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Chelkash Maxim Gorky

Chapter II

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A sharp oath rang out in the air. Gavrilo swung the oars. The boat moved with rapid, irregular jerks, noisily cutting the water.


Chelkash got up from the stern, still holding the oars in his hands, and peering with his cold eyes into the pale and twitching face of Gavrilo. Crouching forward Chelkash was like a cat on the point of springing. There was the sound of angry gnashing of teeth.

"Who's calling?" rang out a surly shout from the sea.

"Now, you devil, row! quietly with the oars! I'll kill you, you cur. Come, row! One, two! There! you only make a sound! I'll cut your throat!" hissed Chelkash.

"Mother of God--Holy Virgin--" muttered Gavrilo, shaking and numb with terror and exertion.

The boat turned smoothly and went back toward the harbor, where the lights gathered more closely into a group of many colors and the straight stems of masts could be seen.

"Hi! Who's shouting?" floated across again. The voice was farther off this time. Chelkash grew calm again.

"It's yourself, friend, that's shouting!" he said in the direction of the shouts, and then he turned to Gavrilo, who was muttering a prayer.

"Well, mate, you're in luck! If those devils had overtaken us, it would have been all over with you. D'you see? I'd have you over in a trice--to the fishes!"

Now, when Chelkash was speaking quietly and even good-humoredly, Gavrilo, still shaking with terror, besought him!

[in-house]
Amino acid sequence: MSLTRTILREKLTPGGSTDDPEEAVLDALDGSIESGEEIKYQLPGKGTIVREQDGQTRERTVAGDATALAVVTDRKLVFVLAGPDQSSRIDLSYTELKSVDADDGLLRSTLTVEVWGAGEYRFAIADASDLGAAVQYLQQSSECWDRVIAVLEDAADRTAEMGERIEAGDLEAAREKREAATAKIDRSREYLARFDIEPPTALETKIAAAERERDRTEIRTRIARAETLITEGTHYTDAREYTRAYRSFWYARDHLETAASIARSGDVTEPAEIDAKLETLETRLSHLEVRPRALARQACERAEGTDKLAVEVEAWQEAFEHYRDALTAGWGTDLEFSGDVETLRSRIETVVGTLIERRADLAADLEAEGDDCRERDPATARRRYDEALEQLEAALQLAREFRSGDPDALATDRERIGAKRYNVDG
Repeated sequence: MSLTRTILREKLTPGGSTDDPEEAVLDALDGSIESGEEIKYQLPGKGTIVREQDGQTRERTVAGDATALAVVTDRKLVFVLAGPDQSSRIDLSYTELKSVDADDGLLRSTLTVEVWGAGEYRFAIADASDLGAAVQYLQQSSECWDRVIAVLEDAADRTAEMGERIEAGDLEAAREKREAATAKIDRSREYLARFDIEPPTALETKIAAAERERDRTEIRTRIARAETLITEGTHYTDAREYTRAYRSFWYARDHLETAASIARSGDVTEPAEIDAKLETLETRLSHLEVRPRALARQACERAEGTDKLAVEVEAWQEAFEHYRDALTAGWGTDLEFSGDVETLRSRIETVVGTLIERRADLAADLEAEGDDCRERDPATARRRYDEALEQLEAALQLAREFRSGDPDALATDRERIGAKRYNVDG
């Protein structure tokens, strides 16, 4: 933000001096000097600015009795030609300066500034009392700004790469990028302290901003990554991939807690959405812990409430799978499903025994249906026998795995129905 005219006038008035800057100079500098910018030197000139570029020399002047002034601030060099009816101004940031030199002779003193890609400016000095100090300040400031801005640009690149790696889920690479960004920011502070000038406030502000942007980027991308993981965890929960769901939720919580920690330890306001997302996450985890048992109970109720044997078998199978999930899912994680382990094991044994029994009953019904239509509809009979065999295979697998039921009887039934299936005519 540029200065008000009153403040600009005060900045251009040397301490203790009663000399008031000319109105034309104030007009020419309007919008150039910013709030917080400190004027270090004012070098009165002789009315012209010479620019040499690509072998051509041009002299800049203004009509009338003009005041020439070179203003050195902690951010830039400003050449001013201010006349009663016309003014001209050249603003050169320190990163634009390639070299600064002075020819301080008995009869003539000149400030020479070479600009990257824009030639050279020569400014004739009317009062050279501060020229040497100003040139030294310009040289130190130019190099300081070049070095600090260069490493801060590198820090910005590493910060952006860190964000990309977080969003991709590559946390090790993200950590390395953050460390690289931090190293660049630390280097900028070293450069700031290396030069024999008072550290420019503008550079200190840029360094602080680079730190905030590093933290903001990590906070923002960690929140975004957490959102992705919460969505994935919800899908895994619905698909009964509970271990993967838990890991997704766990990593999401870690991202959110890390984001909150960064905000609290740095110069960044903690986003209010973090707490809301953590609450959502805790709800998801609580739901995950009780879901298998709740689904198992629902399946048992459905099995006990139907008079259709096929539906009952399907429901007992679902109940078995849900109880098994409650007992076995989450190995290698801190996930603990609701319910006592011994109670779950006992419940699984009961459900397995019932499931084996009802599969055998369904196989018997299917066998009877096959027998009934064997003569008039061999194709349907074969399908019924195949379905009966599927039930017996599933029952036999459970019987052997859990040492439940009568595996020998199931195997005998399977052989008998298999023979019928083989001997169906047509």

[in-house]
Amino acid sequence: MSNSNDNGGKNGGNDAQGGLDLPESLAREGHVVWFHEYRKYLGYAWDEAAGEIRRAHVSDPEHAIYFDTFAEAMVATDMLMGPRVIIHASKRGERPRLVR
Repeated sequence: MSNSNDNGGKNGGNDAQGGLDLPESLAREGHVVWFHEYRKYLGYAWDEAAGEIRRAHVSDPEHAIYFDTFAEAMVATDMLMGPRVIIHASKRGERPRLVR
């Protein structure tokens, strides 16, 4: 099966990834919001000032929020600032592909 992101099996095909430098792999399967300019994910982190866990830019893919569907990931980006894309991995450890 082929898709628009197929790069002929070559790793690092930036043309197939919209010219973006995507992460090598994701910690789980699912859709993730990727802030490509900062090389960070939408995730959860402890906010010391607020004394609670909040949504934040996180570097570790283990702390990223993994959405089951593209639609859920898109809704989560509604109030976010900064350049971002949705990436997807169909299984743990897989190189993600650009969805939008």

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"Listen, forgive me! For Christ's sake, I beg you, let me go! Put me on shore somewhere! Aie-aie-aie! I'm done for entirely! Come, think of God, let me go! What am I to you? I can't do it! I've never been used to such things. It's the first time. Lord! Why, I shall be lost! How did you get round me, mate? eh? It's a shame of you! Why, you're ruining a man's life! Such doings."

"What doings?" Chelkash asked grimly. "Eh? Well, what doings?"

He was amused by the youth's terror, and he enjoyed it and the sense that he, Chelkash, was a terrible person.

"Shady doings, mate. Let me go, for God's sake! What am I to you? eh? Good--dear--!"

"Hold your tongue, do! If you weren't wanted, I shouldn't have taken you. Do you understand? So, shut up!"

"Lord!" Gavrilo sighed, sobbing.

"Come, come! you'd better mind!" Chelkash cut him short.

But Gavrilo by now could not restrain himself, and quietly sobbing, he wept, sniffed, and writhed in his seat, yet rowed vigorously, desperately. The boat shot on like an arrow. Again dark hulks of ships rose up on their way and the boat was again lost among them, winding like a wolf in the narrow lanes of water between them.

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Creatures That Once Were Men
Maxim Gorky

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